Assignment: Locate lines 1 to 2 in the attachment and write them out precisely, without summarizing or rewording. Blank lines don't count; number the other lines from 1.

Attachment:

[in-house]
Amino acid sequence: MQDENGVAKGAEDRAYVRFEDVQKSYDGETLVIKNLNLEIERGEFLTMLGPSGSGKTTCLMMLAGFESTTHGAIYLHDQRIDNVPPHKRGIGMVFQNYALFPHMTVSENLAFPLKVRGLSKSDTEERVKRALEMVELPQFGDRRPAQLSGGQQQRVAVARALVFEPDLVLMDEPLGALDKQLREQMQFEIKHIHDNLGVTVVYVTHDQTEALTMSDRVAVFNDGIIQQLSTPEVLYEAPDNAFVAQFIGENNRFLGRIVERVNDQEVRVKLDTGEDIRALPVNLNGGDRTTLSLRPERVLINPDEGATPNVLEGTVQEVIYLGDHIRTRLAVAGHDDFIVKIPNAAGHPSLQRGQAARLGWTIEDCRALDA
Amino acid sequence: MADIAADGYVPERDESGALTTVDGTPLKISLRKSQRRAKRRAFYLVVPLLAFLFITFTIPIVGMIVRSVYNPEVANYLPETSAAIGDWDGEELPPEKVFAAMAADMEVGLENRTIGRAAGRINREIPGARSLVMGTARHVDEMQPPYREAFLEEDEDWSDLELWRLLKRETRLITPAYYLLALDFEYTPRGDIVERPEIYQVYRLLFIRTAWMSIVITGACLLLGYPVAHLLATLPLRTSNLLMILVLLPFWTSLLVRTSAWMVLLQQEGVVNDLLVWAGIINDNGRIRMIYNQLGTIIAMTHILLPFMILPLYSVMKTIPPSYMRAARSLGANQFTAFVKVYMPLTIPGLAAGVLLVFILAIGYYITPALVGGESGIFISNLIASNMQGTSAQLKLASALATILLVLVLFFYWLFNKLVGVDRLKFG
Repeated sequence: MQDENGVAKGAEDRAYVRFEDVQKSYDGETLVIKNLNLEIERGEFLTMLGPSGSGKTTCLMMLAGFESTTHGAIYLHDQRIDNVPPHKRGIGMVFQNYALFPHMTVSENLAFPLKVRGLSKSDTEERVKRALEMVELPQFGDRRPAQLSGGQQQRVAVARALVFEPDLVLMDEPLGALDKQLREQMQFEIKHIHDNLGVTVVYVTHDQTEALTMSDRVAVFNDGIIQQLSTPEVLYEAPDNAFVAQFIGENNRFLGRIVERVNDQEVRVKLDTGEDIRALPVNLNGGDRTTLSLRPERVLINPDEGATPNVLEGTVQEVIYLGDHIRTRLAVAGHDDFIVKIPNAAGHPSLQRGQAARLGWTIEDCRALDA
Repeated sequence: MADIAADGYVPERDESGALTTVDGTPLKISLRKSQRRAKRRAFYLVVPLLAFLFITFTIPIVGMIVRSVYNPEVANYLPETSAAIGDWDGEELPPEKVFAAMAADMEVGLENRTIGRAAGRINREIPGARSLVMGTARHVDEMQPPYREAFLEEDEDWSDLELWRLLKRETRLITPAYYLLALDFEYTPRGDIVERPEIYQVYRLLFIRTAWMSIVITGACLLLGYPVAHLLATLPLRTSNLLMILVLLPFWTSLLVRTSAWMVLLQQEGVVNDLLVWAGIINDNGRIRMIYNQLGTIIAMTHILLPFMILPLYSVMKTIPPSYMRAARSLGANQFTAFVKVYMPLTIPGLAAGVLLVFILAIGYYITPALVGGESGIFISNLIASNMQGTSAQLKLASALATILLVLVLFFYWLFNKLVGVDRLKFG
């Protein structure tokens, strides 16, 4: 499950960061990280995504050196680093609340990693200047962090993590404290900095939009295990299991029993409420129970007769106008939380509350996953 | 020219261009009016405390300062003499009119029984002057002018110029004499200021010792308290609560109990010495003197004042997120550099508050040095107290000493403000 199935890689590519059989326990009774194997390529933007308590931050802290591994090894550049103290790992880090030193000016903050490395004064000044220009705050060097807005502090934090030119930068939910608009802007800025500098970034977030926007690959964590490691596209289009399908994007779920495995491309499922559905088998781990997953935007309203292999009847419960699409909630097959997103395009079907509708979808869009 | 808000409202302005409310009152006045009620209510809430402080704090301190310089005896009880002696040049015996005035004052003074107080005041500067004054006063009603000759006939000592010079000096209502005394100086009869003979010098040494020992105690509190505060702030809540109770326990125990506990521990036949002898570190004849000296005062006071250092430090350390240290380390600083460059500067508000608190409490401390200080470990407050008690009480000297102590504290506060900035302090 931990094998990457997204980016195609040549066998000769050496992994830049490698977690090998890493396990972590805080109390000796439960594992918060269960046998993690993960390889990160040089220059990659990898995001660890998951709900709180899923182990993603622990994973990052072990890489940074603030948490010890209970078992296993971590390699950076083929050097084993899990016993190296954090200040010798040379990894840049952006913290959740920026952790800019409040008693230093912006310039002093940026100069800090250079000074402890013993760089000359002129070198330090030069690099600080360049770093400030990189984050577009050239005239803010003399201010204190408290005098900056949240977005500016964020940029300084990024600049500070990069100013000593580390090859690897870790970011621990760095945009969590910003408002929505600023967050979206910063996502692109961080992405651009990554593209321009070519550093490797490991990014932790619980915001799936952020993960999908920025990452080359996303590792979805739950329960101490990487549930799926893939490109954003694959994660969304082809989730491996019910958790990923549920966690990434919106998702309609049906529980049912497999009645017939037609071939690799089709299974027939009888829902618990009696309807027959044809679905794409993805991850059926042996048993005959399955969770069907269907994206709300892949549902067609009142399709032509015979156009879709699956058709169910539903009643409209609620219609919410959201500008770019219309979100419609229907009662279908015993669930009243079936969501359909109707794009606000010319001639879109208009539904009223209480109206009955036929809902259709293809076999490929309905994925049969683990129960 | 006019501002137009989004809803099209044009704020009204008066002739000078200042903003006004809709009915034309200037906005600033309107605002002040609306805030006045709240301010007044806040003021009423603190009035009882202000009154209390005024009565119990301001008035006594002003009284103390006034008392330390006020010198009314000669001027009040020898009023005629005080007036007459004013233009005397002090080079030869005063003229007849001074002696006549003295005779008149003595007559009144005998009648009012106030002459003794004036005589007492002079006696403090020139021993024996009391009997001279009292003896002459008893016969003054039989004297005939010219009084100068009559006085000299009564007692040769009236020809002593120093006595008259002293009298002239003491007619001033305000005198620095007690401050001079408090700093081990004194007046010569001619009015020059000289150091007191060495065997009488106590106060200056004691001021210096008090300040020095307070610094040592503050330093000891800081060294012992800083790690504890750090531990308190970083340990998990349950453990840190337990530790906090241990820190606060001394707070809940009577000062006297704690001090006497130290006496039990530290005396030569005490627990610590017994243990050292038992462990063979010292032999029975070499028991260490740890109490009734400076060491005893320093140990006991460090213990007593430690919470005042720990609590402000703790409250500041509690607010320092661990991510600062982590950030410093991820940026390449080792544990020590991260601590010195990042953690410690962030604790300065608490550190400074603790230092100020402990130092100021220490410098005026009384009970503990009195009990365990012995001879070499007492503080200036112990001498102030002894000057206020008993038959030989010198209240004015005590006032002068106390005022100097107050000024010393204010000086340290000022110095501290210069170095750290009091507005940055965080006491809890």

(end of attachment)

[in-house]
Amino acid sequence: MQDENGVAKGAEDRAYVRFEDVQKSYDGETLVIKNLNLEIERGEFLTMLGPSGSGKTTCLMMLAGFESTTHGAIYLHDQRIDNVPPHKRGIGMVFQNYALFPHMTVSENLAFPLKVRGLSKSDTEERVKRALEMVELPQFGDRRPAQLSGGQQQRVAVARALVFEPDLVLMDEPLGALDKQLREQMQFEIKHIHDNLGVTVVYVTHDQTEALTMSDRVAVFNDGIIQQLSTPEVLYEAPDNAFVAQFIGENNRFLGRIVERVNDQEVRVKLDTGEDIRALPVNLNGGDRTTLSLRPERVLINPDEGATPNVLEGTVQEVIYLGDHIRTRLAVAGHDDFIVKIPNAAGHPSLQRGQAARLGWTIEDCRALDA